Sagem springs hotspot in a box
The Wi-Fi revolution seems to have been fought from the ground up, writes Rob Bamforth of Bloor Research. War chalking, hitching a ride on unprotected corporate wireless LANs. It all seems very subversive. The truth is somewhat different.
Like other ideas before it - radio, home computers, the Internet, cybercafes - wireless networks have moved from hobbyist fun to big business. Hotspots are becoming points of presence for national and international carriers. After all, do hotels or coffee shops really want to deal with the day to day IT realities of running a wireless LAN?
You could outsource the IT side, of course, or it could be centrally managed by the carrier. But what if you want to have your own little hotspot, with your own charging system, cyber café style? If you have a network connection and really want to sell wireless access time over that network, there is a cheap easy way to do it.
French company Sagem has a hotspot access controller in a box. Nothing new in that idea, but this includes a built-in authentication and billing system. There's no need for a server or even a local personal computer to run the hotspot. The box houses a wireless LAN access point, router and the mini payment system. There are three versions of the product. The F@ST 5100 has no built-in modem, the 5600 has an ADSL modem for a standard telephone line and the 5640 for an ISDN line.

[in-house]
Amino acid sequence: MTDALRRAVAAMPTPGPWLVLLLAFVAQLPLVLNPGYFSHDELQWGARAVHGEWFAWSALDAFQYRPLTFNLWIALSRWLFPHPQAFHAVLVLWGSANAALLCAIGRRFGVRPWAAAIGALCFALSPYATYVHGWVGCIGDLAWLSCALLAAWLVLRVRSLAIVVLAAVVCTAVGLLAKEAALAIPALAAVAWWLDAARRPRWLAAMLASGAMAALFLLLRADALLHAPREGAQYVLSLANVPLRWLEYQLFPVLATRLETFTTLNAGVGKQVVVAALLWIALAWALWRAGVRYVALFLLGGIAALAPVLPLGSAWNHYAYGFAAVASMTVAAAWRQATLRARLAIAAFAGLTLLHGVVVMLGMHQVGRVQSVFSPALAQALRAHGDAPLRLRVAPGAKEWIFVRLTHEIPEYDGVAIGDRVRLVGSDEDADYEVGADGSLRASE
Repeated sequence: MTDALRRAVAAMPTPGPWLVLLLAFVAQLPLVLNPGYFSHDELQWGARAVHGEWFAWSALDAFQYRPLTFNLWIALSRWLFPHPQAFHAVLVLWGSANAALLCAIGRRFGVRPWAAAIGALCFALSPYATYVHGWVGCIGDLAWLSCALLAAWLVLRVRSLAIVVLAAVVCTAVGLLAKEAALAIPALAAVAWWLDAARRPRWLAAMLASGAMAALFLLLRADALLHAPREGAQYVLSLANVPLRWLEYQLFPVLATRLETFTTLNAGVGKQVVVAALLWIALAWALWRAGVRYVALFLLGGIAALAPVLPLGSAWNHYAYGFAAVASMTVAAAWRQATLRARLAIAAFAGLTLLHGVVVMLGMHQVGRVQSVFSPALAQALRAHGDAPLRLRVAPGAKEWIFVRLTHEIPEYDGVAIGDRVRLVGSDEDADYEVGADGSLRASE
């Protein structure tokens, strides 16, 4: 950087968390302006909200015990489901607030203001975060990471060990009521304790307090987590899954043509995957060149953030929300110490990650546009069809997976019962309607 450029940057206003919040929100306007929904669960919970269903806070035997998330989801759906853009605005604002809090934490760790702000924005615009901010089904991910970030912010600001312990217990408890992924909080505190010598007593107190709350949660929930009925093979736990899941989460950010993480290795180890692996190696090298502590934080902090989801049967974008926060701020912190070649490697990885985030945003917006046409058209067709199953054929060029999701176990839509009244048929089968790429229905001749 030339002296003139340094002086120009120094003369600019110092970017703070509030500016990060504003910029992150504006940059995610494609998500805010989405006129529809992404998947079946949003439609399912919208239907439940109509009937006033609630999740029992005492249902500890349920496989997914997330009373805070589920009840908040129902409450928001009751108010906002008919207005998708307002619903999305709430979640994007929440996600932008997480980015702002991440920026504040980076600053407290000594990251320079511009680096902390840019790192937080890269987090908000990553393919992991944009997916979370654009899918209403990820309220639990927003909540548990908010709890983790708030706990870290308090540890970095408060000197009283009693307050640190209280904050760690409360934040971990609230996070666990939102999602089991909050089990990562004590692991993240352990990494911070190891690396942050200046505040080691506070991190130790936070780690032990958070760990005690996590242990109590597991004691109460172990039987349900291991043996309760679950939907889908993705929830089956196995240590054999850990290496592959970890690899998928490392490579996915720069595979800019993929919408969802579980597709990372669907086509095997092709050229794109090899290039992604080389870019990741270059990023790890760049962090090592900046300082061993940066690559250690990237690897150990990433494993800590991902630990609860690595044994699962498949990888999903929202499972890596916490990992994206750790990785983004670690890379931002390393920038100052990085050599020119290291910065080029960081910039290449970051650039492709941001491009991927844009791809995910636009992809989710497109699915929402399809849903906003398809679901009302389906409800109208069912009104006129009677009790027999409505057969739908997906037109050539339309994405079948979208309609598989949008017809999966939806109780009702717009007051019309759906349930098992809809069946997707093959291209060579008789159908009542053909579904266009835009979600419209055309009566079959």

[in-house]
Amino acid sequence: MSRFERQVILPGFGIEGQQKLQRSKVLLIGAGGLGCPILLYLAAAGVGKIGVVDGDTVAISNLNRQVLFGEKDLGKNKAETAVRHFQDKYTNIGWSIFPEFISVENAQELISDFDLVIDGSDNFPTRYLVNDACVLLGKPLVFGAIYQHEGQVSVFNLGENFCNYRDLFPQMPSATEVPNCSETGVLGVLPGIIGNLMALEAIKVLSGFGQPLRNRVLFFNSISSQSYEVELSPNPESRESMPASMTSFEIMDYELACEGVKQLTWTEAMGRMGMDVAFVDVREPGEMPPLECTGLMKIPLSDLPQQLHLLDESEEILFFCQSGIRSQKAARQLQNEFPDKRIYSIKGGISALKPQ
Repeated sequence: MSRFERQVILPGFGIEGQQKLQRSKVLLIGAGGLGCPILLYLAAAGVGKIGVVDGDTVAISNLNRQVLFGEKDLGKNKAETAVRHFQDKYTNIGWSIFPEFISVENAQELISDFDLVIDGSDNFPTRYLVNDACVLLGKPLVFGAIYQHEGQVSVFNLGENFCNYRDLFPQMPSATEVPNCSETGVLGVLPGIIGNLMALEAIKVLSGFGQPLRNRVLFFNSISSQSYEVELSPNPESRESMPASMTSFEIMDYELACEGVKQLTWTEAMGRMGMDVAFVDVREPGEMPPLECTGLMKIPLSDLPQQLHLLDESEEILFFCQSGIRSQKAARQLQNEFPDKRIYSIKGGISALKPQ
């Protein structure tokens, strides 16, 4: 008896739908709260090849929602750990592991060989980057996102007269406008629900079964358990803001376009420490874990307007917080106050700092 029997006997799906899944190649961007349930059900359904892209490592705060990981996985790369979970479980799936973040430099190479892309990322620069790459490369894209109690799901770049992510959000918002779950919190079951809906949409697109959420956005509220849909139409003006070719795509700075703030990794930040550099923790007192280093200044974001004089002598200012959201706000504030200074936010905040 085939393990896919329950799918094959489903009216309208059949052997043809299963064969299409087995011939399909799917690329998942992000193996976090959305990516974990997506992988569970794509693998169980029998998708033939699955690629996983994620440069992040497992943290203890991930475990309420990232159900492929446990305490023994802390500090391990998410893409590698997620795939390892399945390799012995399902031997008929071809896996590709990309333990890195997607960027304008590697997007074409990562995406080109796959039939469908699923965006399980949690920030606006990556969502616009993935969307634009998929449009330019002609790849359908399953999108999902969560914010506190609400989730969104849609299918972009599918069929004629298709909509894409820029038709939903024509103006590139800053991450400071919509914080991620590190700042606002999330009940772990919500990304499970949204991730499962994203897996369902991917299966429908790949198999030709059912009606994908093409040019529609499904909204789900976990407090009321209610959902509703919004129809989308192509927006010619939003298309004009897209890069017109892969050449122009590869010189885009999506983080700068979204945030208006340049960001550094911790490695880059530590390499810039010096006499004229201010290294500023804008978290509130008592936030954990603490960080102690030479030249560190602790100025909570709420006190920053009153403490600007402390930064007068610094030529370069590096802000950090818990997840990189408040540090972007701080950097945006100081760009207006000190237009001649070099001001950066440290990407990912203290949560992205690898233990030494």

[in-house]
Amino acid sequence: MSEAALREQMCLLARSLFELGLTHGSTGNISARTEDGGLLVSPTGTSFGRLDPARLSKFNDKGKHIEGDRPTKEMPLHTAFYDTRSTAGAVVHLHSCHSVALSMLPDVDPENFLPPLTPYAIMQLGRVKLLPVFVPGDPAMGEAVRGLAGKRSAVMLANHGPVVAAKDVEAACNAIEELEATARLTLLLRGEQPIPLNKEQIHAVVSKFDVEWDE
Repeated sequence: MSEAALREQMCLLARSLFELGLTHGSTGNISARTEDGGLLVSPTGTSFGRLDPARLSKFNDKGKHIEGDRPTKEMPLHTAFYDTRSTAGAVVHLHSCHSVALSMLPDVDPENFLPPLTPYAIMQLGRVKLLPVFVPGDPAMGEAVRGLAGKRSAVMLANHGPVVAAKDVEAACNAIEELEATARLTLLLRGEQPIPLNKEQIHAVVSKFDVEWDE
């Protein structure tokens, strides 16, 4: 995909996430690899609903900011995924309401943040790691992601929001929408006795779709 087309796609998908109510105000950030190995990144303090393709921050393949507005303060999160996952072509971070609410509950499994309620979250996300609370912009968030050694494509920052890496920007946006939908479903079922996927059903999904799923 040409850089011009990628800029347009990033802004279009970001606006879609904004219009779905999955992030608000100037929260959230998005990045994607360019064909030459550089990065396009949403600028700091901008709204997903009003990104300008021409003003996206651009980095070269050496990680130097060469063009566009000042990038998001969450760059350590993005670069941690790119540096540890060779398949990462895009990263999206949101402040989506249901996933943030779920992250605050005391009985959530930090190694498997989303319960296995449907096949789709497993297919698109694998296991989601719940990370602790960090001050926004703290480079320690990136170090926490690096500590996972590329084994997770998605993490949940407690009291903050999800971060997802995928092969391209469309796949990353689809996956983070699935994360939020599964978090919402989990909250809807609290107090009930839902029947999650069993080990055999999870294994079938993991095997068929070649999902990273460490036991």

Access is controlled and managed by a short-term user name and password. This is generated from a small printer attached to the access controller. The printer has - software writers make note - only one button. Each time it is pressed in quick succession amounts to a time period for access. One press gives half an hour, three presses 90 minutes, and so on. Laptop users don't need any special software. When they launch a browser, a login window appears and the user name and password are used for access for the paid for period of time. Simple, eh?
Simple, and potentially effective - no complex contracts, no complex IT infrastructure. This is a low risk approach to adding 'hotspot' to complement an existing service. The access point will only service a small area and, in theory, up to 100 simultaneous users. Bandwidth and the use of 802.11b might be the only constraints. The hotspot operator can access the unit from a web browser if they want more control, and can configure the access time, login page and even offer free access to certain pages, perhaps for advertising.
This is a simple idea, simply executed. There may be challenges concerning reselling access from the broadband carrier, but otherwise this is self-contained. It may seem in the spirit of home brew computing or radio hams, but it adds another interesting dimension to the growth of hotspots.
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